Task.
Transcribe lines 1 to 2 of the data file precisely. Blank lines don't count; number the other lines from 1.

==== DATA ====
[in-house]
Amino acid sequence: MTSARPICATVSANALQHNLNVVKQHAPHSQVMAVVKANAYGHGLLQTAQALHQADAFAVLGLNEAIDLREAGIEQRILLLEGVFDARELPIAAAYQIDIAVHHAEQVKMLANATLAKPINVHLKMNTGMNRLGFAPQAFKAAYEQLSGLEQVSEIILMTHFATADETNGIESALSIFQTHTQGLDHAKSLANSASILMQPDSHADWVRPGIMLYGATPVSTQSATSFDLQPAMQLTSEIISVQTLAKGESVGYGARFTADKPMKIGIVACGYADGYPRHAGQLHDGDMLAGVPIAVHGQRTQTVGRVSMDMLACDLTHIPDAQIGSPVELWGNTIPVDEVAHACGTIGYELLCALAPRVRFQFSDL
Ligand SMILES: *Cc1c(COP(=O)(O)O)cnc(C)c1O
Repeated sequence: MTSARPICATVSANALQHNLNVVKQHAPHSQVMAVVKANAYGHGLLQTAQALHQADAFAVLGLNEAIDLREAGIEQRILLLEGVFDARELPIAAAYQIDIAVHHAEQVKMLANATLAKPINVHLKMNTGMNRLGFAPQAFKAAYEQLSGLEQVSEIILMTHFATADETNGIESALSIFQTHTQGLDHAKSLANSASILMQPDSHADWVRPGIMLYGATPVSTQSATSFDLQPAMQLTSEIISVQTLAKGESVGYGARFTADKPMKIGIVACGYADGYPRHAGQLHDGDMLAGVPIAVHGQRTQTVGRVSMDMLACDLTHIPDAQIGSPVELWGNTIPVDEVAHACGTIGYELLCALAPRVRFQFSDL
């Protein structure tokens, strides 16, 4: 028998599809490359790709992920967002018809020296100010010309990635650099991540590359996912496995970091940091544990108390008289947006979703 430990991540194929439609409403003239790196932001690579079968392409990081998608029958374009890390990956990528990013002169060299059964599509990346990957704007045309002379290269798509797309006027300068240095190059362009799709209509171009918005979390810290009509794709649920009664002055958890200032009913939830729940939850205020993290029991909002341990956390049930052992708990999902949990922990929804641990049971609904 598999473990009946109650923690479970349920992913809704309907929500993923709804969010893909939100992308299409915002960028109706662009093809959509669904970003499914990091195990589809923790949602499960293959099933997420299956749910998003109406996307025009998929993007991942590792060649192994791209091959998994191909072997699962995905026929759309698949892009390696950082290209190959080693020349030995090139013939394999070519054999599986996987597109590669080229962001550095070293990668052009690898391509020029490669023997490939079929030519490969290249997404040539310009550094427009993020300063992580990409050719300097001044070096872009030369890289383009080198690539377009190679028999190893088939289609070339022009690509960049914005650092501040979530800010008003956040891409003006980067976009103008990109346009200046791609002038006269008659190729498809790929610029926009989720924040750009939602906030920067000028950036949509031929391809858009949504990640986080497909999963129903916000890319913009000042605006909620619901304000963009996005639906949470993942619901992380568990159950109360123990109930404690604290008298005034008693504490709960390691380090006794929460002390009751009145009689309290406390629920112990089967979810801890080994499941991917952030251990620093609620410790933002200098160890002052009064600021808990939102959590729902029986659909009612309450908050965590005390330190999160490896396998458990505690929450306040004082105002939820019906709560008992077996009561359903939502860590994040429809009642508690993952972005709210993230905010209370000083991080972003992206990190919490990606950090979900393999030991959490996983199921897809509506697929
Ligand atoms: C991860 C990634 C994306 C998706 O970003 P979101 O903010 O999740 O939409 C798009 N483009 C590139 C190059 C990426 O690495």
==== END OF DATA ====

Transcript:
[in-house]
Amino acid sequence: MTSARPICATVSANALQHNLNVVKQHAPHSQVMAVVKANAYGHGLLQTAQALHQADAFAVLGLNEAIDLREAGIEQRILLLEGVFDARELPIAAAYQIDIAVHHAEQVKMLANATLAKPINVHLKMNTGMNRLGFAPQAFKAAYEQLSGLEQVSEIILMTHFATADETNGIESALSIFQTHTQGLDHAKSLANSASILMQPDSHADWVRPGIMLYGATPVSTQSATSFDLQPAMQLTSEIISVQTLAKGESVGYGARFTADKPMKIGIVACGYADGYPRHAGQLHDGDMLAGVPIAVHGQRTQTVGRVSMDMLACDLTHIPDAQIGSPVELWGNTIPVDEVAHACGTIGYELLCALAPRVRFQFSDL